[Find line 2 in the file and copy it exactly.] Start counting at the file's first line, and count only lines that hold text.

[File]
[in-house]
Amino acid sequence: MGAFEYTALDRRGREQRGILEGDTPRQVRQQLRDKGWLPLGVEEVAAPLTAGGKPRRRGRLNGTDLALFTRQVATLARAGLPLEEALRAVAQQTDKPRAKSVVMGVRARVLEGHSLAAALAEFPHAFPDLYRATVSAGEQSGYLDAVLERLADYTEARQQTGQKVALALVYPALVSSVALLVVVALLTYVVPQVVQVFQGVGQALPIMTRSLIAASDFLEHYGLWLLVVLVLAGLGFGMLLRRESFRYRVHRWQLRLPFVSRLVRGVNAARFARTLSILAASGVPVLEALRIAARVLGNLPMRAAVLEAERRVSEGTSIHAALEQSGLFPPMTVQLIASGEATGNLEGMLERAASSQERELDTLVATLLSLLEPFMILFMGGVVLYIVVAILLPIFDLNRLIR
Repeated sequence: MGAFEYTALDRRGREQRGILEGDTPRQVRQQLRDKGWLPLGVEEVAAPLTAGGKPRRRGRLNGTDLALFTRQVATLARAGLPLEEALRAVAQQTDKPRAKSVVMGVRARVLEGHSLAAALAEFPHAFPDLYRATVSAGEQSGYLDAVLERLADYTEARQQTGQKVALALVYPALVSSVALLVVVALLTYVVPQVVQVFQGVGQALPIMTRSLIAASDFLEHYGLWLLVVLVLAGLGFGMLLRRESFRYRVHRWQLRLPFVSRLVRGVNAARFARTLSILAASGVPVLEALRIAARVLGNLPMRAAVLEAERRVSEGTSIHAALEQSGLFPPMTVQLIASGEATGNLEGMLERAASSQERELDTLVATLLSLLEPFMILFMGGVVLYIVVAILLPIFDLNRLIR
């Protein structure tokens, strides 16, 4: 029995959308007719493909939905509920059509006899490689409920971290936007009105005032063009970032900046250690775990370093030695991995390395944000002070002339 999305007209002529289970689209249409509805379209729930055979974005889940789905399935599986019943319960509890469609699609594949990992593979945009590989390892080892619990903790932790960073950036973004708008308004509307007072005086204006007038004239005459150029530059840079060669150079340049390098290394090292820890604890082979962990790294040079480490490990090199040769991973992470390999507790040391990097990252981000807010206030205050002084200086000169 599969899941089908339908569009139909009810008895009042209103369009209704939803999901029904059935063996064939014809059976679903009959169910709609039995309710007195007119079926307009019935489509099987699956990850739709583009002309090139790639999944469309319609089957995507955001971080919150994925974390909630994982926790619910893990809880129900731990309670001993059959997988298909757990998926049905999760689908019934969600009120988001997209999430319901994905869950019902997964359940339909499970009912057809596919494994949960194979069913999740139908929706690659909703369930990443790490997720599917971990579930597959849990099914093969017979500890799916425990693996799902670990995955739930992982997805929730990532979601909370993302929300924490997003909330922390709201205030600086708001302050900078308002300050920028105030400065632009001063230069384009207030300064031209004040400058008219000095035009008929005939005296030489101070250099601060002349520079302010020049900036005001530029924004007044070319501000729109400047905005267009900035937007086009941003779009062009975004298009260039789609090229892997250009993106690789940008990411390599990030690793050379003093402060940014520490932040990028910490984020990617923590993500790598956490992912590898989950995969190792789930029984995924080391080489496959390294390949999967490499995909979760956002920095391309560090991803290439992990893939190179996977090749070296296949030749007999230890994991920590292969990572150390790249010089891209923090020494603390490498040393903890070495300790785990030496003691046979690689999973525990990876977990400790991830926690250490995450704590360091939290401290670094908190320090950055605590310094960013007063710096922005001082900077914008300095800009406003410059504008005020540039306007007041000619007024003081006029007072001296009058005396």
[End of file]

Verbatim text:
Amino acid sequence: MGAFEYTALDRRGREQRGILEGDTPRQVRQQLRDKGWLPLGVEEVAAPLTAGGKPRRRGRLNGTDLALFTRQVATLARAGLPLEEALRAVAQQTDKPRAKSVVMGVRARVLEGHSLAAALAEFPHAFPDLYRATVSAGEQSGYLDAVLERLADYTEARQQTGQKVALALVYPALVSSVALLVVVALLTYVVPQVVQVFQGVGQALPIMTRSLIAASDFLEHYGLWLLVVLVLAGLGFGMLLRRESFRYRVHRWQLRLPFVSRLVRGVNAARFARTLSILAASGVPVLEALRIAARVLGNLPMRAAVLEAERRVSEGTSIHAALEQSGLFPPMTVQLIASGEATGNLEGMLERAASSQERELDTLVATLLSLLEPFMILFMGGVVLYIVVAILLPIFDLNRLIR